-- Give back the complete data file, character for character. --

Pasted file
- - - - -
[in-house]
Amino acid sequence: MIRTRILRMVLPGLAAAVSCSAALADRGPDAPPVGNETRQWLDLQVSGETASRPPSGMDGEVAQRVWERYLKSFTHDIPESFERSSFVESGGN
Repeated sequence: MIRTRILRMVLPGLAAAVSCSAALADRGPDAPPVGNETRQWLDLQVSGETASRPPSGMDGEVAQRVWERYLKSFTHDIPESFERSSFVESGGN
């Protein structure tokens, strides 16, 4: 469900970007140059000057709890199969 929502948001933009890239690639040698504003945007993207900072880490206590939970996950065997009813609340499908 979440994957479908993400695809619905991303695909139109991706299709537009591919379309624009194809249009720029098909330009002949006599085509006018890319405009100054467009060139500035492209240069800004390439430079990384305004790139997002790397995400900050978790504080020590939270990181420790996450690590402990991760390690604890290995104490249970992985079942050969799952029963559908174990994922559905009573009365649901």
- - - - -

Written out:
[in-house]
Amino acid sequence: MIRTRILRMVLPGLAAAVSCSAALADRGPDAPPVGNETRQWLDLQVSGETASRPPSGMDGEVAQRVWERYLKSFTHDIPESFERSSFVESGGN
Repeated sequence: MIRTRILRMVLPGLAAAVSCSAALADRGPDAPPVGNETRQWLDLQVSGETASRPPSGMDGEVAQRVWERYLKSFTHDIPESFERSSFVESGGN
């Protein structure tokens, strides 16, 4: 469900970007140059000057709890199969 929502948001933009890239690639040698504003945007993207900072880490206590939970996950065997009813609340499908 979440994957479908993400695809619905991303695909139109991706299709537009591919379309624009194809249009720029098909330009002949006599085509006018890319405009100054467009060139500035492209240069800004390439430079990384305004790139997002790397995400900050978790504080020590939270990181420790996450690590402990991760390690604890290995104490249970992985079942050969799952029963559908174990994922559905009573009365649901």